Agriculture related injuries are pervasive and a real danger to the wellbeing of your farm personnel. In 2017, 416 farmers and farm workers died from a work-related injury, the leading cause being tractor overturns, followed by animal injuries, asphyxiation, falls, and entanglements. But there are simple steps you can take to ensure the safety of all patrons and staff of your enterprise.
Here are 5 ways you can build a safer farm:
1. Make and Follow Machinery Guidelines
Have a clear guide to using all machinery and equipment on the farm that is accessible to you, your family, and employees. This guide should be based off the manual of the unit and should include all federal and state regulations as well as general practices.
In addition to having a standard of usage, taking the extra step to add preventative measures onto your machinery can mean life or death. Roll Over Protection Structures (ROPS), shields, proper warning signage, regular maintenance, and a built in first aid kit can be vital when out on the farm.
Ag-injuries are unfortunate, but disregarding the manuals and regulations can detriment your ability to receive compensation, so it is better to follow the rules as closely as possible.
2. Use a Buddy System
Using a buddy system is a simple yet effective way to ensure safety on the farm.
- It creates accountability where both parties agree to assist and monitor each other’s adherence to regulations
- If one person is injured or stuck, the other is there to provide immediate aid
- In the event of an accident, there is a secondary witness present who can supplement the required paperwork
- More eyes on the area means twice the awareness to potential hazards
A buddy system is most commonly seen in grain bins, whereby a second individual is present to ensure the safety and wellbeing of the primary employee in the grain bin.This can be applicable to any action on the farm and in any other working area.
3. Educate yourself, your workers, and your family
Proper education is the key to a safer farm and it is important to have a serious conversation with everyone on the property, from your family and workers to guests and neighbors. Create clear rules for conduct around large machinery and animals as well as develop labels, warnings, and signs around hazardous areas.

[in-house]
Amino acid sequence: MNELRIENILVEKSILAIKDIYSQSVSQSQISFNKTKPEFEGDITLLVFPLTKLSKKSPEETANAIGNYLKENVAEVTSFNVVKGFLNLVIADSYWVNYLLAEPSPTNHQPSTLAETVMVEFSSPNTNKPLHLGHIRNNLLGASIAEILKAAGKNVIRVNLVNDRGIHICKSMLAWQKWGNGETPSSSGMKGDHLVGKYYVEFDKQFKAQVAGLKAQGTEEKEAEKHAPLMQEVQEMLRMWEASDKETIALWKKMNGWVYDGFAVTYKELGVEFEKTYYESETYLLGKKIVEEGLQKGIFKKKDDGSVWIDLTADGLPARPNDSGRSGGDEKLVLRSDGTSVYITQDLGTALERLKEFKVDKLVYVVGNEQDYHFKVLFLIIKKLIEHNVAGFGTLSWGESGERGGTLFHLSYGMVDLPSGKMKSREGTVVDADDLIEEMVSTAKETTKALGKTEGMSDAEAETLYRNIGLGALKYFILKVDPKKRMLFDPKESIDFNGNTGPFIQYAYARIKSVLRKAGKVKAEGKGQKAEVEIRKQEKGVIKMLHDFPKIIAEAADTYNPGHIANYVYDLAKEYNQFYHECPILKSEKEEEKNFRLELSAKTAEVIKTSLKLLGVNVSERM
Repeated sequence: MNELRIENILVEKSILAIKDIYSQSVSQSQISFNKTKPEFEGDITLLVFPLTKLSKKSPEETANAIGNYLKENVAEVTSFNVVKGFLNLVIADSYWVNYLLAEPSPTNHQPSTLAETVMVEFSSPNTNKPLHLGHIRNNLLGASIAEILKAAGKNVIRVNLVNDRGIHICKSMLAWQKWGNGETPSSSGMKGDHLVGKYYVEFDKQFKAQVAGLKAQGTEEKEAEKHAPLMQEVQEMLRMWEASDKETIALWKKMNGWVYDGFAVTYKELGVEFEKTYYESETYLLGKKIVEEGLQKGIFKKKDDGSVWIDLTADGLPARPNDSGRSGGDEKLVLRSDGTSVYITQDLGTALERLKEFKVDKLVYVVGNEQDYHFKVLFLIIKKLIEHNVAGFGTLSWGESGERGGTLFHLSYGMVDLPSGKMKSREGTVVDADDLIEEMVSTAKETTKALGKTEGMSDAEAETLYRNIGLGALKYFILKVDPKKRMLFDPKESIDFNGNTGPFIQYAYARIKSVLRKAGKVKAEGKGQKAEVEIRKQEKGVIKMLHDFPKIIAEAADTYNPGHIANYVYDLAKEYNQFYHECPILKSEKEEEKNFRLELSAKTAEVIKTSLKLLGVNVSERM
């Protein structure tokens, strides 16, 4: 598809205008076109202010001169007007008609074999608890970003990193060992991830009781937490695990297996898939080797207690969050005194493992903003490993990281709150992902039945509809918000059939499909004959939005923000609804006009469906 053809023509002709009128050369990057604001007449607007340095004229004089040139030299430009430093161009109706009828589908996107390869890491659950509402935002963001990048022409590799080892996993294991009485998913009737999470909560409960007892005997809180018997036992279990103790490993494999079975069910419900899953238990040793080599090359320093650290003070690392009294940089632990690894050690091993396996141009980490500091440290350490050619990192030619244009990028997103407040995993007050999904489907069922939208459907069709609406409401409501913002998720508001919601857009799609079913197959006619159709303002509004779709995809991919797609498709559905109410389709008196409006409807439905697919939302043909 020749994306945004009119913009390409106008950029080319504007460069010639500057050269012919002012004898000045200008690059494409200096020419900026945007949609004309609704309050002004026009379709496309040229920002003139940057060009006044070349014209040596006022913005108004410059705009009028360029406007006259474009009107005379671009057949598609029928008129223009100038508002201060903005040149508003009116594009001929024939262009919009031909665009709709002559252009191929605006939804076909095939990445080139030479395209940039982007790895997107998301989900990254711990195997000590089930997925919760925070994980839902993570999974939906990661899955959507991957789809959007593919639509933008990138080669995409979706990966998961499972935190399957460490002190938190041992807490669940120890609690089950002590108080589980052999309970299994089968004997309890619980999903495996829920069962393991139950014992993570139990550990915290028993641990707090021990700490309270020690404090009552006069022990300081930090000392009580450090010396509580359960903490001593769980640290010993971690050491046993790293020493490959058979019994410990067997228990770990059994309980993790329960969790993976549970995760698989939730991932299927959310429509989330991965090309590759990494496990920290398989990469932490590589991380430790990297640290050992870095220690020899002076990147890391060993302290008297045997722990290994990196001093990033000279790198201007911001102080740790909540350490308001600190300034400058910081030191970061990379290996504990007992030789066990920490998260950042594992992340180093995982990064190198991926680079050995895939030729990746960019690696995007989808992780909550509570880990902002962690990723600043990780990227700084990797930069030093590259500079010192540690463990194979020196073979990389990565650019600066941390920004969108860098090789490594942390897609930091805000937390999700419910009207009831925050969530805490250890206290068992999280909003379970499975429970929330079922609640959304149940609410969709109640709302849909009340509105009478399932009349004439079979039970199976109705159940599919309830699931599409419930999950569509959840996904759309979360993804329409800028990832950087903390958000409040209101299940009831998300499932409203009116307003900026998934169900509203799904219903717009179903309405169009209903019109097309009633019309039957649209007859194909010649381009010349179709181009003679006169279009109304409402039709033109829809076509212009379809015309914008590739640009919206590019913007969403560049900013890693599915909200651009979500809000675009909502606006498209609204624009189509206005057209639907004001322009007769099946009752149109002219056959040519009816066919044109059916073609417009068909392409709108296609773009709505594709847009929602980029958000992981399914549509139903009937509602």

Design a training that is tailored to each position, area, and piece of equipment and restrict un-trained personnel from these units. In addition, make sure that if the machinery needs to be operated by a licensed or certified professional, they are solely operated by these certified bodies
4. Be physically and mentally prepared for a day at the farm
Physical preparedness includes wearing clothes free of loose fabric or laces that could possibly result in a machinery entanglement accident. But, this also includes sun protection, respiration masks, and ear protection. While we have focused strongly on trauma injuries, cancers, hearing loss, and respiratory disease is often overlooked and we are frequently under prepared.
Mental preparedness means being well-rested for the operation of equipment and working on hazardous sites. Making sure you and your staff are drinking enough water and eating sufficient meals will help your team remain alert and capable for the day. Make sure you take the time to think about how you are feeling, and try to avoid burnout. Accidents can happen when your mind is elsewhere.
5. Keep children out of the way
No matter how much your child enjoys driving a tractor, it is not worth putting them in danger. About 300 farm youth (20 and under) die each year from farm injuries and 23,500 suffer nonfatal injuries.
The most common of these injuries is tractors followed by wagons and combines.
A general practice should be to keep all farm youth away from hazardous areas, restrict them from operating any machinery, and supervise their activities. This goes further than just restriction; take time to properly educate your youth in a comprehensive way so they understand that the farm is not all fun and games.
National Farm Safety and Heath Week
, which is led by the National Education Center for Agricultural Safety (NECAS)
aims to raise awareness of the hazards and risks of agricultural work every 3rd week of September through webinars, public service announcements, and many industry collaborations.
From the NECAS website about this year's theme.
The theme for National Farm Safety and Health Week 2020 is “Every Farmer Counts”. The theme is to acknowledge, celebrate, and uplift America’s farmers and ranchers who have encountered many challenges over the past couple of years, yet continue to work hard to provide the food, fiber, and fuel that we need. According to the 2017 Census of Agriculture, there are about 3.4 million agricultural producers in America, which is only about one percent of our population. These farmers and ranchers not only provide the essentials that we need, but they do wonderful things for their families and friends, their communities, and beyond. That is why “Every Farmer Counts” and now is the time to prioritize their safety and health.